Sunday, September 10, 2023

Steven Wilson - Limited Edition Of One

About 3/4 of the way thru this, but already read Harmony Codex at the end. Rather different from the approach in Joe Satriani's book. Lots of things in it I can relate to. 

At first I thought he was repeating himself a bit, but later Chapters don't feel that way.  I am finding it interesting, and relate to much of the record collecting side of things, taping stuff off the radio and music discovery, but I never stepped very far from rock/ pop /metal/ synthesizers.  I never borrowed a record from a Library, but I did join a Record Club when I was in High School and I could afford it.

I was never the "most successful musician you have never heard of".  I could have been a bit the guy that designed "some cool stuff you may have lusted over", from Roland or Fairlight Instruments, and similarly, you have never heard of.

But, since the later 1970s I have been making recordings, building synths and gear. Had a PortaOne 4 track, so never as serious as Steven was. My career was electronics design, or so I thought.  May be more like one of his keen friends. I am some 8 years older than Steven, even older than Rick Beato, so things were even more different back then, and I was in quite backwards Australia.

I didn't upload any music I had made for anyone else to hear till the 2010s when SoundCloud happened.  Have stuff under name Megacurve on SoundCloud. But I haven't put anything on Soundcloud since I joined as Megacurve on Bandcamp. 

Bandcamp having the features I want that Soundcloud doesn't, like being able to sell music, but more importantly, being able to update the track or album after it has been created. I just use that all the time.  Must say, I have never sold any of my music, but I did sell illustrations and cartoons, outside my engineering career, that paid for the gear to make music. And that is actually good enough for me.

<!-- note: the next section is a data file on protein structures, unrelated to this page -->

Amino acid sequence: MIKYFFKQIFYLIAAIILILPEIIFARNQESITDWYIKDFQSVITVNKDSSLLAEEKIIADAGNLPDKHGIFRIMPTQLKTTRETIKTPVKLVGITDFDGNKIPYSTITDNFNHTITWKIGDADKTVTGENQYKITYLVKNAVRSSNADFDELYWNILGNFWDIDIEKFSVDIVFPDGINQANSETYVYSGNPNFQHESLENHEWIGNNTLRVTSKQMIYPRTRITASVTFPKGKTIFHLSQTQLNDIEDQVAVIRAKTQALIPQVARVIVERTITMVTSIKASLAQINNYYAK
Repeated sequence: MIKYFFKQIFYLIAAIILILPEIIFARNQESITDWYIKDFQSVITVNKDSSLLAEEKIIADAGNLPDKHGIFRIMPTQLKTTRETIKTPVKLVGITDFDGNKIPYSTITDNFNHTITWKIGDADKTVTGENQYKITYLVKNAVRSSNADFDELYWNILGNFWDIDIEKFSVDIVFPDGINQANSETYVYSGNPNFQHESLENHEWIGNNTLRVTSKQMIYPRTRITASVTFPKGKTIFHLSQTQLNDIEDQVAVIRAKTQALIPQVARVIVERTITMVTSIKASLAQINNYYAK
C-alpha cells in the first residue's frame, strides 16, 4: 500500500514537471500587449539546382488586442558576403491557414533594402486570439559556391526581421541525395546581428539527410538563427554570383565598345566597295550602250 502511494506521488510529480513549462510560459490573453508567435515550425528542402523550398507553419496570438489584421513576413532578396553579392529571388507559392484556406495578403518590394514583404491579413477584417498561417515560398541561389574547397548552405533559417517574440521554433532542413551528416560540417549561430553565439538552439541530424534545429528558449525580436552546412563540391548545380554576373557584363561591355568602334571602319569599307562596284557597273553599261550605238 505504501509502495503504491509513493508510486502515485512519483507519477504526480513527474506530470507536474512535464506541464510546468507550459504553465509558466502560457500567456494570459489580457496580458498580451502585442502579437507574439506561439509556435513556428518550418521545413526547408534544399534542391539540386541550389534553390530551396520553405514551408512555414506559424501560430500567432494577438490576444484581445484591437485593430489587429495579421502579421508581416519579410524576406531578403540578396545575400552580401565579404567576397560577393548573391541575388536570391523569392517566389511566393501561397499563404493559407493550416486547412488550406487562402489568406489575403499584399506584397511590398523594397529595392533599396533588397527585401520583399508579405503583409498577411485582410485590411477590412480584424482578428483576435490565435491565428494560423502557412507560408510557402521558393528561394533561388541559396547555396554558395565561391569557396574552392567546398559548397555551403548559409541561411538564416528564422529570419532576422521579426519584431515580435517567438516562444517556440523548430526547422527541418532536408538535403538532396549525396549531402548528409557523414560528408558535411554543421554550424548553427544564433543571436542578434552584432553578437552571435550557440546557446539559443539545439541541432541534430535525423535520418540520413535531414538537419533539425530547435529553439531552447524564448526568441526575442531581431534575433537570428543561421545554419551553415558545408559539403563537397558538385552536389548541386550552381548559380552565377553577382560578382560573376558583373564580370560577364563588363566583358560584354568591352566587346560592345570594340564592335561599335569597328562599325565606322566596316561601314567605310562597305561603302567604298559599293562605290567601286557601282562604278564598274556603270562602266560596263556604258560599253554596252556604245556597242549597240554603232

I have written the much shorter 50 page  WHERE THE SMOKE COMES OUT, webcomic on a bunch of my memories and career.  Do I need to add lists or more family details? Mostly no. {I should add I wanted to learn the guitar when I was in junior high school, but my mother, with no interest in  music and only ever listens to talk back radio, thought that was a waste of time, and I should play sport instead. So I did soccer.  I was terrible at it, and took up every weekend. Had to wait till leaving High School to buy my own guitar and teach myself. }

But back to Steven's book, he explains what he did to get where he is now, and all his concerns with Social Media and all. Social Media, and what is popular on it, what goes viral, very much has the stink of BIG BROTHER about it. He doesn't use those words though. The dumber something is the more likes it will get liked, whereas some art that has taken years will be almost ignored. I so feel that. He also goes into details about his family, and that is something I have done little of in my work.  

In Absentia, the album they finally get a big label behind them to make, they all feel great about it, but upon release it doesn't make the charts.  The feeling is the world has moved on since that kind of music ruled the world.  

Lots of things in it I can relate to, but when it comes to his favorite books, movies or songs the opposite is true. Few of any of them I had even heard of. Much he likes is so "down", but he is British, and that is part of their character. Makes you realize how unusual and glorious Supermarionation and THUNDERBIRDS where to spring from that wet island. 

Interesting influences.  An interesting read. He has OCD tendencies, as do I. 

We can be found at ArtAndTechnology

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